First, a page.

Email Email   

HESS, MOSES (1812-1875).

Political leader, writer, and forerunner of modern Zionism. He was born in Bonn, Germany, and died in Paris. As a youth he was attracted to the study of philosophy and later participated in the Socialist movement with Karl Marx and Friedrich Engels. Then he turned to Ferdinand Lassalle, founder of the German Socialist Democratic Party, and became active in the workers’ movement. After the failure of the 1848 Revolution in Germany, Hess settled in Paris, where he began to study the problem of the Jewish people and to think about its destiny. In 1962, he published a small book titled Rome and Jerusalem in which he wrote that Jewish national consciousness could not be erased, as the German Jewish Reform movement attempted. Humankind is a family of many nations, and small peoples have the right to an equal place in it. Every cultural group has something to contribute to world civilization, he said, and Jewish people, too, have much to contribute. The only solution to the Jewish question is the settlement of Palestine, under the protection of some European power. His ideas in Rome and Jerusalem came to be a basic part of Zionist thinking, and for them Moses Hess is remembered.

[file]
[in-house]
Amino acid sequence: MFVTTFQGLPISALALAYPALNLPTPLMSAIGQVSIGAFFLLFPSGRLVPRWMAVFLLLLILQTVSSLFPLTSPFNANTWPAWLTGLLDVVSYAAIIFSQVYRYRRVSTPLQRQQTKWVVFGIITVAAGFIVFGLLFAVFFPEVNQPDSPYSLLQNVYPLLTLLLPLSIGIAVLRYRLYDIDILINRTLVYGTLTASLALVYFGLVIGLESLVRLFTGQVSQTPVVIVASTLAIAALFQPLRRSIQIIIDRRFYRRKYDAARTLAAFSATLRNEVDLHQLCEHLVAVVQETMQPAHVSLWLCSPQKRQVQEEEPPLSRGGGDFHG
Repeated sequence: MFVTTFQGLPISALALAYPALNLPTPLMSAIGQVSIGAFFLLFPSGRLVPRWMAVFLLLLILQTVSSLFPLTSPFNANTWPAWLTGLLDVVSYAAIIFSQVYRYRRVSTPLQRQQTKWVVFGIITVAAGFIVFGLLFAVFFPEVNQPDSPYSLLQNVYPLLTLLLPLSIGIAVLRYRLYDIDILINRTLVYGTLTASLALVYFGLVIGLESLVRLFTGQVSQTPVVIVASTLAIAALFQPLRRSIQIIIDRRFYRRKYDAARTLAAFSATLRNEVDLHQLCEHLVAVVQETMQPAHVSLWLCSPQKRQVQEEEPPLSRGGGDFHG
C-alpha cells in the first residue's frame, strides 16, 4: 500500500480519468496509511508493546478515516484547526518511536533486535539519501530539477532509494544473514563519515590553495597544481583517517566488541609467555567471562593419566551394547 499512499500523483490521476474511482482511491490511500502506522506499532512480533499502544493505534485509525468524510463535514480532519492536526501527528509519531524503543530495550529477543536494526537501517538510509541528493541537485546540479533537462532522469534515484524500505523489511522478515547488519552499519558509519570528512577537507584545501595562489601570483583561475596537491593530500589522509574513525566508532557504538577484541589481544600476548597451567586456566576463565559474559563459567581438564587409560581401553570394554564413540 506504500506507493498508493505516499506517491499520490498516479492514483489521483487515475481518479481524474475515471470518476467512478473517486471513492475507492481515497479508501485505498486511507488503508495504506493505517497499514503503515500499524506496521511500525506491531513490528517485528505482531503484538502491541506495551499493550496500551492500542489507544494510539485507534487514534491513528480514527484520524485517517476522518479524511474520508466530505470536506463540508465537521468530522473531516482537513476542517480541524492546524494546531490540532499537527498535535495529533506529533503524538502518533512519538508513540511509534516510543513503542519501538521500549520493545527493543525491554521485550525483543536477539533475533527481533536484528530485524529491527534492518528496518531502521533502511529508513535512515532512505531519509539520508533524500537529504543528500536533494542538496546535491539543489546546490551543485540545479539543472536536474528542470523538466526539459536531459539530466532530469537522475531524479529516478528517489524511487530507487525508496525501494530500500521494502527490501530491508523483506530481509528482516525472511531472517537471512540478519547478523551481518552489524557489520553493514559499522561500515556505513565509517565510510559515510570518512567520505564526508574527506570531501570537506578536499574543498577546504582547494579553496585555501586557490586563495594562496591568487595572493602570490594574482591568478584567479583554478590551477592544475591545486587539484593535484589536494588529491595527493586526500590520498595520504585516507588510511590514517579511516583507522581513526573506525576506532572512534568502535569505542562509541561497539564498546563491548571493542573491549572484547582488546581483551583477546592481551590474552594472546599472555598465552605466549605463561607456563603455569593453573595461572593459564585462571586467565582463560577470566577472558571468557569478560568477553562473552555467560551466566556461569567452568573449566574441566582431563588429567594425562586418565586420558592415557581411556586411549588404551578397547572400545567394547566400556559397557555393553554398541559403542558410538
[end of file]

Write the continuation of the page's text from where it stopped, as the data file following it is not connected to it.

Print Friendly, PDF & Email